Have you ever started any venture but pressurized into quitting? Obviously if you are an entrepreneur the answer should be a resounding YES. The purpose of this post is to encourage you not to despise the days of small beginnings, be diligent and believe the future holds greater harvest than you can imagine.

Ronald Gerald Wayne co-founded Apple Computer (now Apple Inc.) where he owned 10% equity. He served as the venture’s “adult supervision”, drew the first Apple logo, wrote the original partnership agreement between himself, Steve Jobs and Steve Wozniak and also wrote the Apple I manual.

apple1 partnership agreement

Also note that Apple started with the funding option of Boot Strapping and Upfront payment and Wayne paid a major role. Jobs approached the owner of The Byte Shop, Paul Terrell, who promised to buy 50 of Apple1 only if it came fully assembled. Jobs, Wozniak and Wayne commenced building the machines.  Jobs secure the parts needed while Wozniak and Wayne assembled them. Terrell still paid them though he wasn’t fully satisfied with their total delivery and eventually 200 of the Apple I’s were built

However due to personal commitments Wayne sold off his equity in April 12th 1976, got US$800 and left with the Apple Logo and Original Partnership agreement.

This act would have seriously dealt a big blow on Apple, however sometime in the same year 1976, Arthur Rock being a venture capitalist and Mike Markkula developed a new Apple business plan and converted the partnership to a corporation but paid off Wayne to the tune of S$1,500.00 not to hold any claims against the new corporation.


Apple’s recorded sales of US$174,000 in same year 1976, geometrically the sales kept rising, in 1978 Apples’ sales rose to US$7.8 million, in 1980 it rose to US$117 million and in 1982 to US$ 1 billion.

It is worthy to note that Wayne and Jobs were friends and former colleagues at Atari, hence in 1978 which is two years after leaving Apple, Jobs attempted to get him to return but Wayne resisted and chose to join Lawrence Livermore National Laboratory from Atari where he was and later an electronics company in Salinas, California.

In order to put everything about Apple behind him, about 15 years later, in the early 1990s Wayne sold the original Apple Partnership agreement, signed in 1976 by Jobs, Wozniak and himself for $500. Hence the total payment he got for his participation in the Apple Computers now rose to US$2,800.00.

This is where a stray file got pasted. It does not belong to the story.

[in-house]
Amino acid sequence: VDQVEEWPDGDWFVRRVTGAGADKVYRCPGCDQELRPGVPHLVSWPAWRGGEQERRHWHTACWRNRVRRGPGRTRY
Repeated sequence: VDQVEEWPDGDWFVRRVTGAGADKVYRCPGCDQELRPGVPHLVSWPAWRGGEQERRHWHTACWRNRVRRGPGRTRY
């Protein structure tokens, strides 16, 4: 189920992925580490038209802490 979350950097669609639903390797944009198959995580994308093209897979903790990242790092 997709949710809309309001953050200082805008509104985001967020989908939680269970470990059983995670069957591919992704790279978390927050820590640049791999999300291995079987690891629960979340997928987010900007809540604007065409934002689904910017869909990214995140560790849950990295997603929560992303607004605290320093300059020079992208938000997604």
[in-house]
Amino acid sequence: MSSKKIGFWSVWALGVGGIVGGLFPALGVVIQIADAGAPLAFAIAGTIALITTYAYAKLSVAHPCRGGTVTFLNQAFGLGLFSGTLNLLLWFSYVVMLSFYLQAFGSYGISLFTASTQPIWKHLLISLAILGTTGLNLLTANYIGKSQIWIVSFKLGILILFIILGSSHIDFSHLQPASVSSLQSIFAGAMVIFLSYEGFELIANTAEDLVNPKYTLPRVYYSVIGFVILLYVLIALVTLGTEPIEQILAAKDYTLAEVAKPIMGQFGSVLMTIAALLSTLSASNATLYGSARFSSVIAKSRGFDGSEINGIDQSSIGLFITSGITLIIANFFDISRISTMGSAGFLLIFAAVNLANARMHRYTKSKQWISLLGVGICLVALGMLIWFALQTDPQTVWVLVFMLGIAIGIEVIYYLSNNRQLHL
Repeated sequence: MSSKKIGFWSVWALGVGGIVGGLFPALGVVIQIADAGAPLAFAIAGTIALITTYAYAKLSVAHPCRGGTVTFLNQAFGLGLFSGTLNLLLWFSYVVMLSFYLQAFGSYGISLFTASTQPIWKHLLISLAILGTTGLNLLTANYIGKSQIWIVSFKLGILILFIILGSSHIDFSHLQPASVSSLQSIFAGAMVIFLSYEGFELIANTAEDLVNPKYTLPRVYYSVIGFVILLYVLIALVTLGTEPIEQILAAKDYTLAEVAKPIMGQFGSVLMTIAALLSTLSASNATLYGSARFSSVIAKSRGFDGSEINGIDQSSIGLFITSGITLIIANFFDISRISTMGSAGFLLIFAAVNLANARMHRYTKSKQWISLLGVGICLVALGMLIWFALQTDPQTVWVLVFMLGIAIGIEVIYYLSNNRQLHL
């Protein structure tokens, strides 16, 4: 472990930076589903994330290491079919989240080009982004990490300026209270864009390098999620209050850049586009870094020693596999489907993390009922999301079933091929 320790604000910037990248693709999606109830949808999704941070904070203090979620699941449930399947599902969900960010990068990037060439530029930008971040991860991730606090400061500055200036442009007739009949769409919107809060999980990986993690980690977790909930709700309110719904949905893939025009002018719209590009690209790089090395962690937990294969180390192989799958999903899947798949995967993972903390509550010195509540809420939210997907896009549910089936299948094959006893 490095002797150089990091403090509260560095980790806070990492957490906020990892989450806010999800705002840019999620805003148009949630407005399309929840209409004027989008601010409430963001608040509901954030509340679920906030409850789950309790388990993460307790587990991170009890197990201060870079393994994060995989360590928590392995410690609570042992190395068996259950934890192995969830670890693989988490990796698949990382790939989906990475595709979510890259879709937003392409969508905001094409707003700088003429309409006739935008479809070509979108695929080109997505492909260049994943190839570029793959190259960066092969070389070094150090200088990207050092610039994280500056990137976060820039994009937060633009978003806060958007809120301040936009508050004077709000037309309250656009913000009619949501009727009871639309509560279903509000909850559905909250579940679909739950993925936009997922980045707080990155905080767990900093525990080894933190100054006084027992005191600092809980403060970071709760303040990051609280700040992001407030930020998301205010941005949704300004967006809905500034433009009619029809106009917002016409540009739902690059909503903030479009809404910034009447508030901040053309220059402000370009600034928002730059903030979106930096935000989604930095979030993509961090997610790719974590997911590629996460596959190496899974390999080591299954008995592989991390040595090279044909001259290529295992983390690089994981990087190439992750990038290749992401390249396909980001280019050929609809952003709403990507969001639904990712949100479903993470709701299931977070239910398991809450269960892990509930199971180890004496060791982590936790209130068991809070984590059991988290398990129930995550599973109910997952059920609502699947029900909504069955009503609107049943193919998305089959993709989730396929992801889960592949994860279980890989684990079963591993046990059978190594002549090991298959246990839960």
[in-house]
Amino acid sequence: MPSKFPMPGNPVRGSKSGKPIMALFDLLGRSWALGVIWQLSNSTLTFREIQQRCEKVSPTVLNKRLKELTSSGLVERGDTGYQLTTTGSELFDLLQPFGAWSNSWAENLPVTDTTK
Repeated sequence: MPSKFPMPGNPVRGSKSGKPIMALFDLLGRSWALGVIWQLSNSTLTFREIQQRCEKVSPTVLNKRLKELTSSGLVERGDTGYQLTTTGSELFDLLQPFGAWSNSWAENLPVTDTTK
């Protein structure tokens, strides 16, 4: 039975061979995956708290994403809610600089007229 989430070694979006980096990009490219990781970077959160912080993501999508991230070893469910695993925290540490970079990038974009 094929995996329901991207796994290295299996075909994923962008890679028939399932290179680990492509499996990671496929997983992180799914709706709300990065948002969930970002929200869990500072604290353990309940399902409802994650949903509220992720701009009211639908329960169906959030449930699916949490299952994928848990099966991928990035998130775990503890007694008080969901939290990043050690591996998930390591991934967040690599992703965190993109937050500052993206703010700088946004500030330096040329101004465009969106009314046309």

However In the year 2000, Wayne was invited by Jobs to attend a presentation of new Macs in San Francisco. He received first-class plane tickets, was met at the airport by Jobs’ chauffeur, and was put up in a luxury room at the Mark Hopkins Hotel. After the conference, Jobs, Wozniak and Wayne ate a long lunch at Apple’s cafeteria and reminisced about old times.


  • Apple Market Cap as at May 2017 was worth US$752Billion, hence 10% Equity in Apple as at May 2017 was worth about US$75Billion.
  • The original Apple Partnership agreement, signed in 1976 by Jobs, Wozniak and himself which he sold for $500 was later auctioned at $1.6 million in 2011.


  • “I was 40 and these kids were in their 20s,”

  • Wayne has stated that he does not regret selling his share of the company as he made the “best decision with the information available to me at the time”.[10] He also said he felt the Apple enterprise “would be successful, but at the same time there would be significant bumps along the way and I couldn’t risk it. I had already had a rather unfortunate business experience before. I was getting too old and those two were whirlwinds. It was like having a tiger by the tail and I couldn’t keep up with these guys.”

  • “Nobody could have anticipated how big Apple would become,”

  • “He was a very focused fellow,” “You never wanted to be between him and where he wanted to go, or you’d find footprints on your forehead. To put it simply, if you had your choice between Steve Jobs and an ice cube, you’d nuzzle up to the ice cube for warmth. But that’s what it took for him to turn Apple into what it became.”

  • “What most people know is that I was there at the beginning and walked away; what they don’t know is I had very good reasons for doing it,” Wayne said in an interview with CNNMoney. “I’ve never regretted the move.”

  • “I had this Apple contract sitting in my filing cabinet, covered in dust and cobwebs, and I thought, ‘What do I need to hold onto that for?’” “In that, you have the story of my life,”

In July 2011, Wayne published a memoir titled, Adventures of an Apple Founder. Plans for initial exclusivity on the Apple iBookstore did not pan out.


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